At long last, for the PC!

Still in production, but this version is looking promising.  It uses a BSP-based scene graph, and supports a wide variety of surface types.  In its present implementation, it uses general quadrics.  It also has full CSG capabilities, using the volumes defined by its surfaces as primitives.

Below is a view of the scene that comes with the latest project.

Some notes about the image above:

1) The image is 640 by 480 pixels.  The scene above renders at about 20 to 30 FPS on a ~1.5 to 2GHz PC.
2) The smoky-clear ball in the foregound is casting a colored shadow.  The ball also has a wedge-shaped portion of its surface which is opaque.  That part of the surface is underneath the ball, and casts a full shadow.
3) The ring-shaped object is a reflective sphere with a hyperboloid cut out of its middle.
4) Visual glitches are visible in this image.  These are due to the present lack of upcoming features.

Download the QuickRay project for the PC!

qr.zip (814 kBytes) -- contains an MSDev 6.0 workspace with all source code for the application that produced the above images, except for core rendering code (for this, a compiled library is included).  Also includes a compiled executable.

Features of QuickRay:

        Current implementation renders general quadric surfaces.
        Supports completely general constructive solid geometry.
        Refraction, reflection, and shadows.
        Depth attenuation of light in translucent objects.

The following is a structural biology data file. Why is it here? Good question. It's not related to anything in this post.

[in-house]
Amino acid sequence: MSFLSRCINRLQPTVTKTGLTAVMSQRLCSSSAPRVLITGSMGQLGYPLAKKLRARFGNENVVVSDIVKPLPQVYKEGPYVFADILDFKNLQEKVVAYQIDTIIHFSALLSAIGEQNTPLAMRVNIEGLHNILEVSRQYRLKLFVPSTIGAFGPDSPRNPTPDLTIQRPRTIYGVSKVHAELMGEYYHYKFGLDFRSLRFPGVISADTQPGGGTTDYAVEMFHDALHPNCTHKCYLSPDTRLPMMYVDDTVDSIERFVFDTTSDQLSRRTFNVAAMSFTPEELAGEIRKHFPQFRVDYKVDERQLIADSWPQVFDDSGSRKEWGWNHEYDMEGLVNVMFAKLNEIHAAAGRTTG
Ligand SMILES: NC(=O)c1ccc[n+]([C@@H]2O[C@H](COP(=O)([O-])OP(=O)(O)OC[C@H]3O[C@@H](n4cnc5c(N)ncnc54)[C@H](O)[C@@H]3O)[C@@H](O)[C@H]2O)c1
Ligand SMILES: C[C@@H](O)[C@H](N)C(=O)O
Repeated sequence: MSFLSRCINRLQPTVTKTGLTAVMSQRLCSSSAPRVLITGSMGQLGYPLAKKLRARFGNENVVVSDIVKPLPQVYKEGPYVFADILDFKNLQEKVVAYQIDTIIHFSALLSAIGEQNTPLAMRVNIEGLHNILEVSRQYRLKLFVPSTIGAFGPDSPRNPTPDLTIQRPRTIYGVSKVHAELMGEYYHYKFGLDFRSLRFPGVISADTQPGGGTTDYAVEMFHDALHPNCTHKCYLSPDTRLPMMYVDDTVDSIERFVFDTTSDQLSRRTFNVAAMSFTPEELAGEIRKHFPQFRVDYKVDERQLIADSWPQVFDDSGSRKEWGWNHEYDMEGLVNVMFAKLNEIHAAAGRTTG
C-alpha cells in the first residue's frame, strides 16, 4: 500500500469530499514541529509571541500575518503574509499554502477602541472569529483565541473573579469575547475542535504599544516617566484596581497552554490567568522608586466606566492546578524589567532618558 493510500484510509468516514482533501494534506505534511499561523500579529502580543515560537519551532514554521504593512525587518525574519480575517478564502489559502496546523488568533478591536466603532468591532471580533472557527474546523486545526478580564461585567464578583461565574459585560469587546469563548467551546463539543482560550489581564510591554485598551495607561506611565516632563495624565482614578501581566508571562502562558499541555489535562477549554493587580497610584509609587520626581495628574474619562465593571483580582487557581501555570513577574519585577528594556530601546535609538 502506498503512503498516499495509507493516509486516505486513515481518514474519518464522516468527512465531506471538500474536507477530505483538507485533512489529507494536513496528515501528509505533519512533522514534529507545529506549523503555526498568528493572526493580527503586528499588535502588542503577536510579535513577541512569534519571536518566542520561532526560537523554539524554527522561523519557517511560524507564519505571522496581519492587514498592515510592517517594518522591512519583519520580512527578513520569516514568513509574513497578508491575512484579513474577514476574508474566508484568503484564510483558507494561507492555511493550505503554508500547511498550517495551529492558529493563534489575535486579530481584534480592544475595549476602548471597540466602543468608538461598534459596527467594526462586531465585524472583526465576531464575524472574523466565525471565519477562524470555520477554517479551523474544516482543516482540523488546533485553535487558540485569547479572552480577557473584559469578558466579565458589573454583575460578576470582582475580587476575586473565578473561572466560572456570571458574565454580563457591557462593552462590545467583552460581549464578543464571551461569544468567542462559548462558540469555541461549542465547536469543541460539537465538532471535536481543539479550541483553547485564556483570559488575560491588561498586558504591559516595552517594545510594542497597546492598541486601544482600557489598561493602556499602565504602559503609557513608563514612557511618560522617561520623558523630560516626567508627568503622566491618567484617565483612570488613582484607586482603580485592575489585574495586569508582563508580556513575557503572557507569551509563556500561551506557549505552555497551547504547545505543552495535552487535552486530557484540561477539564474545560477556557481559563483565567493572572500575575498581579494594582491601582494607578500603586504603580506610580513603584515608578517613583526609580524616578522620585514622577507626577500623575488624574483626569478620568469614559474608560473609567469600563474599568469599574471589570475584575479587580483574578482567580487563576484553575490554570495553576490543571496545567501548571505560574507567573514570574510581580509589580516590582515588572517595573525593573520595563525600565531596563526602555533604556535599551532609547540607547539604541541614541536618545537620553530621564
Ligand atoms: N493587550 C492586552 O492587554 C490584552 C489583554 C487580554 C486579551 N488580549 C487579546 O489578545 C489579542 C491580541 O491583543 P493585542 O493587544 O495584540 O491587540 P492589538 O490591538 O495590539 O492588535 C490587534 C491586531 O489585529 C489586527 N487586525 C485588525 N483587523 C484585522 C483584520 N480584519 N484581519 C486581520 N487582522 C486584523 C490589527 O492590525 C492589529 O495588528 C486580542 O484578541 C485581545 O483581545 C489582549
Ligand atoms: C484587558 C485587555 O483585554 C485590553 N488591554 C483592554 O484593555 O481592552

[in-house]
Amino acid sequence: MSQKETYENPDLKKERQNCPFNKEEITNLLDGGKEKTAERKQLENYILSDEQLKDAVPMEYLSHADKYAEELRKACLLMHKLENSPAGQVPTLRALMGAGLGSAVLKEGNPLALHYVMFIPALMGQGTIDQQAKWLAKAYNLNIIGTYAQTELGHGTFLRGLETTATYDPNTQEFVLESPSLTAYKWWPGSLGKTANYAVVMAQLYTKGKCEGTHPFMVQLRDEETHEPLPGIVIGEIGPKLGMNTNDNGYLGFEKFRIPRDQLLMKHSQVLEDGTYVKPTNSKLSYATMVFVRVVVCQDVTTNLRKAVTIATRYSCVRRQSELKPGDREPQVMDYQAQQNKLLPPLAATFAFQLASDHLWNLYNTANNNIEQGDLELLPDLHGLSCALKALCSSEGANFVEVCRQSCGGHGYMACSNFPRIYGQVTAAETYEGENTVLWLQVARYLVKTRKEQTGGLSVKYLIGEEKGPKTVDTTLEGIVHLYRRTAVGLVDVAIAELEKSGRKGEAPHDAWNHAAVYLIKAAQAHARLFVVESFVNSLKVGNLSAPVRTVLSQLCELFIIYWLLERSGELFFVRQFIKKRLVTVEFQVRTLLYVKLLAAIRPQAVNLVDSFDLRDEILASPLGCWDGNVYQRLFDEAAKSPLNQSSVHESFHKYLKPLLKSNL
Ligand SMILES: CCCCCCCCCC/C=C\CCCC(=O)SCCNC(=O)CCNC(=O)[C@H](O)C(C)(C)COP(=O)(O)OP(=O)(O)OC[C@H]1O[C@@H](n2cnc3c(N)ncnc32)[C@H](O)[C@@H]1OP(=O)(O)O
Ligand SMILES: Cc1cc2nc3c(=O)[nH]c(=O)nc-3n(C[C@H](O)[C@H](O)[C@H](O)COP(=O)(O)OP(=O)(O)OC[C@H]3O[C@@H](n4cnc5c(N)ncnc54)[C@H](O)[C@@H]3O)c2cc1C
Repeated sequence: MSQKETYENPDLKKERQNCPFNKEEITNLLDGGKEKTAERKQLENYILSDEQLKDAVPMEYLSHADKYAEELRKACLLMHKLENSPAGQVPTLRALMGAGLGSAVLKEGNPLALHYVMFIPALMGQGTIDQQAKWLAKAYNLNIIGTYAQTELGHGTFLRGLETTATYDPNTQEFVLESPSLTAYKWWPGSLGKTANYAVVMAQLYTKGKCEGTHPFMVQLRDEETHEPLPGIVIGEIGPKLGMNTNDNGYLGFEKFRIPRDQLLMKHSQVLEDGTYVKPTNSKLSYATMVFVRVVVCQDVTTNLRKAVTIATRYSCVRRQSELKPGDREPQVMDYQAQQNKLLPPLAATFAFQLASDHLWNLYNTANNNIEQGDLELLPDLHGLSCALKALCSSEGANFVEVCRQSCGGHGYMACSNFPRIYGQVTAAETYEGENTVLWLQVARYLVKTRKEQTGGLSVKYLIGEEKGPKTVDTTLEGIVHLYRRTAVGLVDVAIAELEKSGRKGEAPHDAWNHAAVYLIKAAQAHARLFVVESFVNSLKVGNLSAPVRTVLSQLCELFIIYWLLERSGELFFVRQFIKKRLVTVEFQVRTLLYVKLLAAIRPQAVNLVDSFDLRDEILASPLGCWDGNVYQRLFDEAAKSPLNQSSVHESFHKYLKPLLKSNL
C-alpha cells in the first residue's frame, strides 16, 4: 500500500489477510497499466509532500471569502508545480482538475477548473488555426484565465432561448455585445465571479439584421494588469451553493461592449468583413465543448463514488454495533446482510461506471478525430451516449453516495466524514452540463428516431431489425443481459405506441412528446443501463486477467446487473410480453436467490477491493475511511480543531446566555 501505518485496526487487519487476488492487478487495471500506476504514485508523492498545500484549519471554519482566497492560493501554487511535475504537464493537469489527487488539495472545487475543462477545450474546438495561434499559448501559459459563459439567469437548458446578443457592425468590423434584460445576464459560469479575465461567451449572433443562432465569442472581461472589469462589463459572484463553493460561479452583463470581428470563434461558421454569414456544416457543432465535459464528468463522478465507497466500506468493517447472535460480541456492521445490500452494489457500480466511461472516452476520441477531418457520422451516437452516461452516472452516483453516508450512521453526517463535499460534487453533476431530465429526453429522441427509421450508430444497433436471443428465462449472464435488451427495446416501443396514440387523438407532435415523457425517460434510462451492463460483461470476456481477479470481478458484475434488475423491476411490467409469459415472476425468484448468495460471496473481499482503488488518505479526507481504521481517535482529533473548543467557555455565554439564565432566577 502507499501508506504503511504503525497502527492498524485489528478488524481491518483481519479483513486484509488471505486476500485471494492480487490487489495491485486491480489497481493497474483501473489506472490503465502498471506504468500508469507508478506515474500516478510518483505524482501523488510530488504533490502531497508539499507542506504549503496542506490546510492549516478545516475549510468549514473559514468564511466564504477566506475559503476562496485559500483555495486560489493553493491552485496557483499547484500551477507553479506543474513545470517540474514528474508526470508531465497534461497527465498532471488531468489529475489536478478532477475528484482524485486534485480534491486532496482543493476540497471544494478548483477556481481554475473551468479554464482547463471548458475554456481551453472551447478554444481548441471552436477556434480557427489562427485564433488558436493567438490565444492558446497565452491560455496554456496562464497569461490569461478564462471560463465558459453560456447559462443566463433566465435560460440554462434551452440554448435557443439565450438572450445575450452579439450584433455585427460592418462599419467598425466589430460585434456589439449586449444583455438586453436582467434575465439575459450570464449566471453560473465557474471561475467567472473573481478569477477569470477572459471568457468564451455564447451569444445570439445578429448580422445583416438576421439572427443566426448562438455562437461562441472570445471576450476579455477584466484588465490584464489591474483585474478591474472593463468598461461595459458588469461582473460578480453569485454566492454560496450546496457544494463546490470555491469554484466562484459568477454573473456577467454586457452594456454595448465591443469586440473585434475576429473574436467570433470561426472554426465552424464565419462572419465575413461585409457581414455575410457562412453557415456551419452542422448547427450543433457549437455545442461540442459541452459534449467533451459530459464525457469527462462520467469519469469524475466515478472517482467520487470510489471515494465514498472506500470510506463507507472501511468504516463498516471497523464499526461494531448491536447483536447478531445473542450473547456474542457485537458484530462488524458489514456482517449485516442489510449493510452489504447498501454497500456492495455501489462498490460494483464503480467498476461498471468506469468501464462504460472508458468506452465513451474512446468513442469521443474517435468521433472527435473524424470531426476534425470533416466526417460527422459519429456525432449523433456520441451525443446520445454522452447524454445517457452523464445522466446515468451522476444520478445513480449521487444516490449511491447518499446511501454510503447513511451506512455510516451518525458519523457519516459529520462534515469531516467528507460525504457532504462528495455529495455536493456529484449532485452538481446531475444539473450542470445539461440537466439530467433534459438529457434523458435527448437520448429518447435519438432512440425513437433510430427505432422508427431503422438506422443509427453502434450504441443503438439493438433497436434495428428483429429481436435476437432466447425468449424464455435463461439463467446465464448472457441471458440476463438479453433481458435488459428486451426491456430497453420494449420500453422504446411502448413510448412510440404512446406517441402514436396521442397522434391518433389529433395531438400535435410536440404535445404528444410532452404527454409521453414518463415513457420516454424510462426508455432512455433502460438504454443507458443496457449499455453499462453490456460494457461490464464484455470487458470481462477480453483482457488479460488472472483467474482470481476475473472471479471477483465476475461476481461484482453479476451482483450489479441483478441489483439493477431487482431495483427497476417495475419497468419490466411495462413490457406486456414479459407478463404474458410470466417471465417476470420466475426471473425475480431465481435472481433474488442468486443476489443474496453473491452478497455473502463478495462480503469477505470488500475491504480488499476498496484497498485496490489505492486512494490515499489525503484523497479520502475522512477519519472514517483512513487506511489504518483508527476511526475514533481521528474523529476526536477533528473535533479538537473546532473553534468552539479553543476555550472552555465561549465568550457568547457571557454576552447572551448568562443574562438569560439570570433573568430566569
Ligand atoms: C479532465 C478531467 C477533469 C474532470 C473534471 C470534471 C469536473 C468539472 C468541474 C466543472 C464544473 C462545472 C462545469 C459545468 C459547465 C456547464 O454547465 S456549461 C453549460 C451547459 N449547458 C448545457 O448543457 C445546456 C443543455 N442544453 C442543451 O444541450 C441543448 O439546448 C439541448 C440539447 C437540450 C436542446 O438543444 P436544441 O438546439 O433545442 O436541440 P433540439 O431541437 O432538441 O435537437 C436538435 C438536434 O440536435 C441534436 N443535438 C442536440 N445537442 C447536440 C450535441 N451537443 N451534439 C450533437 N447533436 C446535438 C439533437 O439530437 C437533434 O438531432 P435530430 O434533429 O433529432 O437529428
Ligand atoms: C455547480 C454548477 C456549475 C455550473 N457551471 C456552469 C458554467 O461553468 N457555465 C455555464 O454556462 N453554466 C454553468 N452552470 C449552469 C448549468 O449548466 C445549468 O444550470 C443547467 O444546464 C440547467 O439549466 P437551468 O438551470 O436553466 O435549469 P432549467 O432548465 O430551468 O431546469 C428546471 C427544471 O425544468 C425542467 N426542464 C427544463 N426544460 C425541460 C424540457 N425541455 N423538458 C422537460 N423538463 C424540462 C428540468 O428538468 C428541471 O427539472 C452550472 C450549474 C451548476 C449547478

Cylindrical texture mapping.
        24 bit color.

Features not yet implemented:

        Branching rays.
        Surface waves.
        GUI based editing of the scene graph.

Also upcoming:


QuickRay's Ancestor - CONVEX

    Convex is a "real time" ray-tracing renderer.  (The "real" depends on the speed of your machine.)Here are two screen shots, one above water, one below... I nabbed some of the textures in these scenes from Meara's World (which no longer has an active link).

    These scenes show off some of the features of Convex:

        Quadric surfaces -- the cylindrical tube in the scenes shown is one surface.
        Limited Constructive Solid Geometry.
        Refraction, reflection, and shadows.
        Depth attenuation of light in translucent objects.
        Surface waves on translucent and reflective surfaces.
        Cylindrical texture mapping.
        Real time manipulation of objects, holes and lights (including keyboard and mouse control).
        Collision detection and simple physics for the viewer's motion.
        24 bit color.

    On a Power Mac G3/300, these 320x192 images are generated at about 15 frames per second.  I expect to increase the frame rate by a factor of two after fully optimizing (e.g., the inner loops are still in C, and many culling opportunities have yet to be implemented).

Download the Demo!

    You can download the Convex Demo!  It runs on a Power Macintosh only.  A PC port will come soon.  Memory requirements are minimal (about 2 MBytes), but you need a monitor that supports at least 16 bit color (24 bit color is recommended).

    convexdemo.sit (553 kBytes) -- includes the demo, sample worlds and instructions.

    screen shots -- a page of pictures taken from the demo worlds.  Warning!  This page is graphics-intensive.

Convex's Ancestor - The Original QUICKRAY

    The first ray-tracer I wrote was called "QuickRay."  Although its graphic quality is far below that of Convex, it's still a nifty little application and in some ways a more developed one than Convex.  It has a built in scene editor, simple dynamics and collision detection, and eleven pages of illustrated help accessible under the apple menu.  I had a lot more free time in those days!

    You can download QuickRay as well.  Again, it requires a Power Macintosh.  It actually requires more memory than Convex, about 4 MBytes (still quite minimal by today's standards).  QuickRay will run in 8 bit color as well as 16 or 24, but again 24 bit color is recommended.

    quickraydemo.sit (250 kBytes) -- includes the demo, sample worlds and instructions.

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